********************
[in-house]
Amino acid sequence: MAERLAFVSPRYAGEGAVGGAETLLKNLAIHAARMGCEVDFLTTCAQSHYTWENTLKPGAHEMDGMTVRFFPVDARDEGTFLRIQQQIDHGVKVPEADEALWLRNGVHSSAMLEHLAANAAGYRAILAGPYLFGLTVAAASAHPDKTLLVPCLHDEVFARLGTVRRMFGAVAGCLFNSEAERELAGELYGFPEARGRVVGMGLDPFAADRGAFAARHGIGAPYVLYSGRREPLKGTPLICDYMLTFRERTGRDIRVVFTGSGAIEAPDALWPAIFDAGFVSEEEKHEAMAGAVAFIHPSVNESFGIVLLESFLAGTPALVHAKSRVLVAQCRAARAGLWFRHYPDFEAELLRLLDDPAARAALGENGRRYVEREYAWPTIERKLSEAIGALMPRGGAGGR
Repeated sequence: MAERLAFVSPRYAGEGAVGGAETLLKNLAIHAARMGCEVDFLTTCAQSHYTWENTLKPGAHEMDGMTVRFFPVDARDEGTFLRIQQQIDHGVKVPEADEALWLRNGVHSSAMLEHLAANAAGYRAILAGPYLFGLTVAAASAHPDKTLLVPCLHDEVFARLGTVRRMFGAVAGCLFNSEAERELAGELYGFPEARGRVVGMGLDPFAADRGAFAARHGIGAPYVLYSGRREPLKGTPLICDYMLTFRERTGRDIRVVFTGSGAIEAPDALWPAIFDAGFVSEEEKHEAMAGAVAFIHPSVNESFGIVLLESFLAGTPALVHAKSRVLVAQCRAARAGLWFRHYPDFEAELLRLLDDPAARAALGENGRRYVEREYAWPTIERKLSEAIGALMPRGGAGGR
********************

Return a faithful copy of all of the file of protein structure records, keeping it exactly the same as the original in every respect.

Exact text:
[in-house]
Amino acid sequence: MAERLAFVSPRYAGEGAVGGAETLLKNLAIHAARMGCEVDFLTTCAQSHYTWENTLKPGAHEMDGMTVRFFPVDARDEGTFLRIQQQIDHGVKVPEADEALWLRNGVHSSAMLEHLAANAAGYRAILAGPYLFGLTVAAASAHPDKTLLVPCLHDEVFARLGTVRRMFGAVAGCLFNSEAERELAGELYGFPEARGRVVGMGLDPFAADRGAFAARHGIGAPYVLYSGRREPLKGTPLICDYMLTFRERTGRDIRVVFTGSGAIEAPDALWPAIFDAGFVSEEEKHEAMAGAVAFIHPSVNESFGIVLLESFLAGTPALVHAKSRVLVAQCRAARAGLWFRHYPDFEAELLRLLDDPAARAALGENGRRYVEREYAWPTIERKLSEAIGALMPRGGAGGR
Repeated sequence: MAERLAFVSPRYAGEGAVGGAETLLKNLAIHAARMGCEVDFLTTCAQSHYTWENTLKPGAHEMDGMTVRFFPVDARDEGTFLRIQQQIDHGVKVPEADEALWLRNGVHSSAMLEHLAANAAGYRAILAGPYLFGLTVAAASAHPDKTLLVPCLHDEVFARLGTVRRMFGAVAGCLFNSEAERELAGELYGFPEARGRVVGMGLDPFAADRGAFAARHGIGAPYVLYSGRREPLKGTPLICDYMLTFRERTGRDIRVVFTGSGAIEAPDALWPAIFDAGFVSEEEKHEAMAGAVAFIHPSVNESFGIVLLESFLAGTPALVHAKSRVLVAQCRAARAGLWFRHYPDFEAELLRLLDDPAARAALGENGRRYVEREYAWPTIERKLSEAIGALMPRGGAGGR